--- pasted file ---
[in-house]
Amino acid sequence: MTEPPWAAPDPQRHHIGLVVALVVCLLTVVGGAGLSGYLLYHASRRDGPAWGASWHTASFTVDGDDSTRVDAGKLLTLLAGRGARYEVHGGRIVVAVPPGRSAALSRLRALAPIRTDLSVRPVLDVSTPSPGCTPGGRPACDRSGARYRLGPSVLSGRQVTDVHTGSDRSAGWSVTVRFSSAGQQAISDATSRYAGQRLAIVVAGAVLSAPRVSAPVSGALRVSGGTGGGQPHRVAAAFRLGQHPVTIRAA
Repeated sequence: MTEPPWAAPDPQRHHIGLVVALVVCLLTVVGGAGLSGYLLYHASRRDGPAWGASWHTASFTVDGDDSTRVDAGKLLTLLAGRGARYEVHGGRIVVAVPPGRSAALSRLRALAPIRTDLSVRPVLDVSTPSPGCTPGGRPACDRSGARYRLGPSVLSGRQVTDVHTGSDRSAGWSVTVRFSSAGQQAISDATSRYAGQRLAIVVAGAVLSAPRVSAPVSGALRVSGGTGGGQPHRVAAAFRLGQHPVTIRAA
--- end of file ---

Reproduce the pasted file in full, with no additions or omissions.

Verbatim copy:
[in-house]
Amino acid sequence: MTEPPWAAPDPQRHHIGLVVALVVCLLTVVGGAGLSGYLLYHASRRDGPAWGASWHTASFTVDGDDSTRVDAGKLLTLLAGRGARYEVHGGRIVVAVPPGRSAALSRLRALAPIRTDLSVRPVLDVSTPSPGCTPGGRPACDRSGARYRLGPSVLSGRQVTDVHTGSDRSAGWSVTVRFSSAGQQAISDATSRYAGQRLAIVVAGAVLSAPRVSAPVSGALRVSGGTGGGQPHRVAAAFRLGQHPVTIRAA
Repeated sequence: MTEPPWAAPDPQRHHIGLVVALVVCLLTVVGGAGLSGYLLYHASRRDGPAWGASWHTASFTVDGDDSTRVDAGKLLTLLAGRGARYEVHGGRIVVAVPPGRSAALSRLRALAPIRTDLSVRPVLDVSTPSPGCTPGGRPACDRSGARYRLGPSVLSGRQVTDVHTGSDRSAGWSVTVRFSSAGQQAISDATSRYAGQRLAIVVAGAVLSAPRVSAPVSGALRVSGGTGGGQPHRVAAAFRLGQHPVTIRAA